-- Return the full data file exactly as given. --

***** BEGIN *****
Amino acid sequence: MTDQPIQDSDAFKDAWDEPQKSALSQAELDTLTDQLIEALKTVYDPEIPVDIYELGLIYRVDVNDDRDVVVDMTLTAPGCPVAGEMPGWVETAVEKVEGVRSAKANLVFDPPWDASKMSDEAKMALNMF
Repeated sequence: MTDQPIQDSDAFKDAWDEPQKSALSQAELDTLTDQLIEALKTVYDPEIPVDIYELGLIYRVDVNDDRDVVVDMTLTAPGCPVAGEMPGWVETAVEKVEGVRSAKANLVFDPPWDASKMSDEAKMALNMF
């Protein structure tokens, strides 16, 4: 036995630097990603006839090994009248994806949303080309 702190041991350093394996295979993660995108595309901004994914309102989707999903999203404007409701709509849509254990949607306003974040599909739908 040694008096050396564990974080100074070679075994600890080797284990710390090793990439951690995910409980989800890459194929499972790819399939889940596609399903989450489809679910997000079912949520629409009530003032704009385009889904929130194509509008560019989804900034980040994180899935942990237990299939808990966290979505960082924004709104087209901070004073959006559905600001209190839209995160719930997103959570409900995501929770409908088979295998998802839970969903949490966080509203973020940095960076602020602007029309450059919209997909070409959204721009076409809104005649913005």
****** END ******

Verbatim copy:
Amino acid sequence: MTDQPIQDSDAFKDAWDEPQKSALSQAELDTLTDQLIEALKTVYDPEIPVDIYELGLIYRVDVNDDRDVVVDMTLTAPGCPVAGEMPGWVETAVEKVEGVRSAKANLVFDPPWDASKMSDEAKMALNMF
Repeated sequence: MTDQPIQDSDAFKDAWDEPQKSALSQAELDTLTDQLIEALKTVYDPEIPVDIYELGLIYRVDVNDDRDVVVDMTLTAPGCPVAGEMPGWVETAVEKVEGVRSAKANLVFDPPWDASKMSDEAKMALNMF
């Protein structure tokens, strides 16, 4: 036995630097990603006839090994009248994806949303080309 702190041991350093394996295979993660995108595309901004994914309102989707999903999203404007409701709509849509254990949607306003974040599909739908 040694008096050396564990974080100074070679075994600890080797284990710390090793990439951690995910409980989800890459194929499972790819399939889940596609399903989450489809679910997000079912949520629409009530003032704009385009889904929130194509509008560019989804900034980040994180899935942990237990299939808990966290979505960082924004709104087209901070004073959006559905600001209190839209995160719930997103959570409900995501929770409908088979295998998802839970969903949490966080509203973020940095960076602020602007029309450059919209997909070409959204721009076409809104005649913005």